In South Korea, Starcraft became a national obsession, spawning a following comparable to professional sports with star players, matches played in stadiums with play by plays, and even little Zergling sneakers. But what about in the USA? Can EA try to make Command and Conquer as popular in the US as Blizzard did with Starcraft in Korea? EA's new online show, Battlecast Primetime, isn't a bad start.
The first episode runs around an hour and covers an online match of Command and Conquer 3: Tiberium Wars with play by play from no less than 4 commentators, features an interview with actor Joe Kucan (Kane from the C&C series), a preview of the upcoming expansion pack, and no less than 5 commercial breaks for other EA products. The commercials are short at least and the Simpsons game looks surprisingly promising. Players can submit recordings of online matches for consideration for future episodes of the show.
id Software recently has a deal going on where they are offering a dozen of their classic games, plus all the expansion packs, for $69.95 via Valve's online distribution system, Steam. It's a pretty good deal for those who enjoy classic FPS PC games and even includes recent games such as Doom 3. The titles are also available for individual purchase or in smaller compilation packs as well.
Here's a partial listing titles available in the id Super Pack (not including the expansion packs): Commander Keen (episodes 1-5), Ultimate Doom, Doom II, Doom III, Heretic, Hexen, Hexen II, Quake, Quake II, Quake III: Arena, Wolfenstein 3D, and Return to Castle Wolfenstein. It's a good deal for that price, to say the least.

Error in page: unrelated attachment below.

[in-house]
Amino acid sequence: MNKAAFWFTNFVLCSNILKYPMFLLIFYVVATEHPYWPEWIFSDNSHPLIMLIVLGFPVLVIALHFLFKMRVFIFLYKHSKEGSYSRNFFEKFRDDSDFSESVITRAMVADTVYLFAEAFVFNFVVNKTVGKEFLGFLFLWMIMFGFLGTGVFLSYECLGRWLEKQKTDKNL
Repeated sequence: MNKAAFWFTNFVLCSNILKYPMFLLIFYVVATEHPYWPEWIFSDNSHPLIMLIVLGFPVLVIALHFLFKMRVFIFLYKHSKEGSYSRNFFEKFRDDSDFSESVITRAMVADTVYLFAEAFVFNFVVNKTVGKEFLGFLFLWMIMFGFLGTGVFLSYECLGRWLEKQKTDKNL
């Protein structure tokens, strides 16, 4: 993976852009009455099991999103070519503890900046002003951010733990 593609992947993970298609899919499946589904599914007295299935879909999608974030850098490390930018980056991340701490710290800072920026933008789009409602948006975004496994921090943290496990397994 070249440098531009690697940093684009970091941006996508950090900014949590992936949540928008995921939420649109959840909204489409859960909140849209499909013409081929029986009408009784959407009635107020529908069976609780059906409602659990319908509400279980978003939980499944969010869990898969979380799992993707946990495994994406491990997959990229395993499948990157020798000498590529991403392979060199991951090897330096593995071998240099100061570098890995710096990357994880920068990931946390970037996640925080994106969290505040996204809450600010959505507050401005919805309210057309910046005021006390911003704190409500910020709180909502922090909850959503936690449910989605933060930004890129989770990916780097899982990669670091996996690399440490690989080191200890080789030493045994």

RPGs are one of the most beloved genres of games for hard-core console or PC gamers, yet each platform provides very different gaming
experiences. Many readers of this site might have lost their RPG cherry with a Computer Role-Playing Game (CRPG) such as Ultima or Wizardry. My experience started out with Video Game RPGs (VRPGs). This is a brief look at differences between the two mixed with nostalgic memories of playing a variety of RPGs growing up.
About a year ago, Infamous Adventures released an unofficial VGA remake of King's Quest III: To Heir is Human. While graphically it is impressive with a nice MIDI score, the voice-acting is so cringe-worthy one wonders if it was done on purpose to pay homage to early CD-ROM video game voice-acting! It's worth a try for those who enjoyed the original and it was developed with Adventure Game Studio, a great Graphical Adventure Game toolkit that I need to start tooling around with.
Somewhat goofy gaming blog Destructoid recently featured an article on a great retro-arcade in Portland, Oregon called Ground Kontrol. The interview with Anthony Ramos, the co-owner, is brief, but makes a good point-- is having a retro-arcade/bar combination the best way for the next generation of arcades to live on?
Since I live in Portland, Ground Kontrol is not too far from me. It's a lot of fun and pretty cheap-- I think all the games are either 25 or 50 cents to play. They feature titles as old as Asteroids or Tron and have a 2nd floor full of pinball games ranging from a simplistic Star Trek board from the 70's to a ultra-complicated Lords of the Rings pinball table. Well worth the visit if anyone stops by in Portland.
Action Button is a recent video game review blog that reminds one of Howard Beale from the 1976 flick Network-- they're mad as hell and they're not going to take it anymore! The reviews are honest, harsh, and to the point, if a bit full of florid vocabulary.